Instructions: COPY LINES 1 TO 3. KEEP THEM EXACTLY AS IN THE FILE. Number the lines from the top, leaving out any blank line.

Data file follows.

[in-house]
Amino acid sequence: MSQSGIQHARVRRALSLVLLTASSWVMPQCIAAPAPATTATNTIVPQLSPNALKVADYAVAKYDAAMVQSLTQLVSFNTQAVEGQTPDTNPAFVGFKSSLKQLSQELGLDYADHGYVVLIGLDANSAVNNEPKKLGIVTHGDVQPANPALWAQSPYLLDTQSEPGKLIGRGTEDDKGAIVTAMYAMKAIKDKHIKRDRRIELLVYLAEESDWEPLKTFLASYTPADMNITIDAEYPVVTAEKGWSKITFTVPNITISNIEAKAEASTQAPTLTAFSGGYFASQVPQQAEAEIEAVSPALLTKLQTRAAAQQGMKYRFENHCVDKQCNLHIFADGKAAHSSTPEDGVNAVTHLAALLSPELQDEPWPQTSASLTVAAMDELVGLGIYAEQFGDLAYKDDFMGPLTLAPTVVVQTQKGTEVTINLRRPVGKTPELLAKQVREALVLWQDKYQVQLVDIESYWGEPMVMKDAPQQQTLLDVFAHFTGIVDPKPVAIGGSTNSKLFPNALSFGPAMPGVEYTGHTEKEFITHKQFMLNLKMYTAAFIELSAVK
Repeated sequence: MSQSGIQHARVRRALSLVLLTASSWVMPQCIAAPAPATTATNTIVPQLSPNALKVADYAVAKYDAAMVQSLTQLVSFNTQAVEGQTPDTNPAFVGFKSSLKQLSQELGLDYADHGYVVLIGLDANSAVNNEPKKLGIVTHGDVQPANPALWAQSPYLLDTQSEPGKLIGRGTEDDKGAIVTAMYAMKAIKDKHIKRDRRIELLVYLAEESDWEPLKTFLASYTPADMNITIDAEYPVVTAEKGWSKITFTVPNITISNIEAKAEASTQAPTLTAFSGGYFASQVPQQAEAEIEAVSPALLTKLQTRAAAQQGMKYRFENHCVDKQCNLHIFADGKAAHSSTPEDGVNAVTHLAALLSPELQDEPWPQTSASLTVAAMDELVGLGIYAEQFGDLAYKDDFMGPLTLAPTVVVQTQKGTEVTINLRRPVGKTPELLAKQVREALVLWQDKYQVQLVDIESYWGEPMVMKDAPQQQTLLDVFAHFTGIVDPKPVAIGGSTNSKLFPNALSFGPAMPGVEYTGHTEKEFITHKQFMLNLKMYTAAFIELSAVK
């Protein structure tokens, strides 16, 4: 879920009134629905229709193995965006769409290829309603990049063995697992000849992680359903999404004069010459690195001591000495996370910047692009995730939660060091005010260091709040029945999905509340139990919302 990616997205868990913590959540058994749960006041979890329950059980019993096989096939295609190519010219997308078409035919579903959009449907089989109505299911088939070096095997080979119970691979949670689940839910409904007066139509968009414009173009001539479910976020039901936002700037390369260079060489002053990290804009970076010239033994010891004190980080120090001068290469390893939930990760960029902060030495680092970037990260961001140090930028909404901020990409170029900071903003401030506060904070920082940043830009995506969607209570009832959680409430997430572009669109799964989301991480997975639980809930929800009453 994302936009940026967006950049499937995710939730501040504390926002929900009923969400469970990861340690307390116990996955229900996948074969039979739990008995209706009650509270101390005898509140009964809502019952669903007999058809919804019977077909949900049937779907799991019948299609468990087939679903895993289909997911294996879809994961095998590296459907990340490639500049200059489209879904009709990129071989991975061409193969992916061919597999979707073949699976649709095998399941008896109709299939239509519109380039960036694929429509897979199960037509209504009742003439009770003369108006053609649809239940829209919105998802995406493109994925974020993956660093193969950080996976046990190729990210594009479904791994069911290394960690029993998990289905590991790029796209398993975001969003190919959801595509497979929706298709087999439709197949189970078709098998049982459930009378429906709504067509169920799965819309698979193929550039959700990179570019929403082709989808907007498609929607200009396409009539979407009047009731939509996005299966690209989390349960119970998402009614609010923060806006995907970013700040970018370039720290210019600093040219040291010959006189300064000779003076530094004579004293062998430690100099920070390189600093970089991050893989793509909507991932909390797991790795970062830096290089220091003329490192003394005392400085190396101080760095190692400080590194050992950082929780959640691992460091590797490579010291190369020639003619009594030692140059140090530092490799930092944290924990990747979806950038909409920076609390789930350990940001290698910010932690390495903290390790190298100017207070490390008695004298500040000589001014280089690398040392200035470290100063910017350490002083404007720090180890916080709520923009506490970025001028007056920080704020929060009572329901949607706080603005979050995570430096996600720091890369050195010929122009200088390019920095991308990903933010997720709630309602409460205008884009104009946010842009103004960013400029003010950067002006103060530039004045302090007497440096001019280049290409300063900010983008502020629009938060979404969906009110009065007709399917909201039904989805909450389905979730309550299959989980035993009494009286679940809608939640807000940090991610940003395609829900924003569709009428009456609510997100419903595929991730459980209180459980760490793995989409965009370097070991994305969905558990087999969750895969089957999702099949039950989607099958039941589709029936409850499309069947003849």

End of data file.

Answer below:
[in-house]
Amino acid sequence: MSQSGIQHARVRRALSLVLLTASSWVMPQCIAAPAPATTATNTIVPQLSPNALKVADYAVAKYDAAMVQSLTQLVSFNTQAVEGQTPDTNPAFVGFKSSLKQLSQELGLDYADHGYVVLIGLDANSAVNNEPKKLGIVTHGDVQPANPALWAQSPYLLDTQSEPGKLIGRGTEDDKGAIVTAMYAMKAIKDKHIKRDRRIELLVYLAEESDWEPLKTFLASYTPADMNITIDAEYPVVTAEKGWSKITFTVPNITISNIEAKAEASTQAPTLTAFSGGYFASQVPQQAEAEIEAVSPALLTKLQTRAAAQQGMKYRFENHCVDKQCNLHIFADGKAAHSSTPEDGVNAVTHLAALLSPELQDEPWPQTSASLTVAAMDELVGLGIYAEQFGDLAYKDDFMGPLTLAPTVVVQTQKGTEVTINLRRPVGKTPELLAKQVREALVLWQDKYQVQLVDIESYWGEPMVMKDAPQQQTLLDVFAHFTGIVDPKPVAIGGSTNSKLFPNALSFGPAMPGVEYTGHTEKEFITHKQFMLNLKMYTAAFIELSAVK
Repeated sequence: MSQSGIQHARVRRALSLVLLTASSWVMPQCIAAPAPATTATNTIVPQLSPNALKVADYAVAKYDAAMVQSLTQLVSFNTQAVEGQTPDTNPAFVGFKSSLKQLSQELGLDYADHGYVVLIGLDANSAVNNEPKKLGIVTHGDVQPANPALWAQSPYLLDTQSEPGKLIGRGTEDDKGAIVTAMYAMKAIKDKHIKRDRRIELLVYLAEESDWEPLKTFLASYTPADMNITIDAEYPVVTAEKGWSKITFTVPNITISNIEAKAEASTQAPTLTAFSGGYFASQVPQQAEAEIEAVSPALLTKLQTRAAAQQGMKYRFENHCVDKQCNLHIFADGKAAHSSTPEDGVNAVTHLAALLSPELQDEPWPQTSASLTVAAMDELVGLGIYAEQFGDLAYKDDFMGPLTLAPTVVVQTQKGTEVTINLRRPVGKTPELLAKQVREALVLWQDKYQVQLVDIESYWGEPMVMKDAPQQQTLLDVFAHFTGIVDPKPVAIGGSTNSKLFPNALSFGPAMPGVEYTGHTEKEFITHKQFMLNLKMYTAAFIELSAVK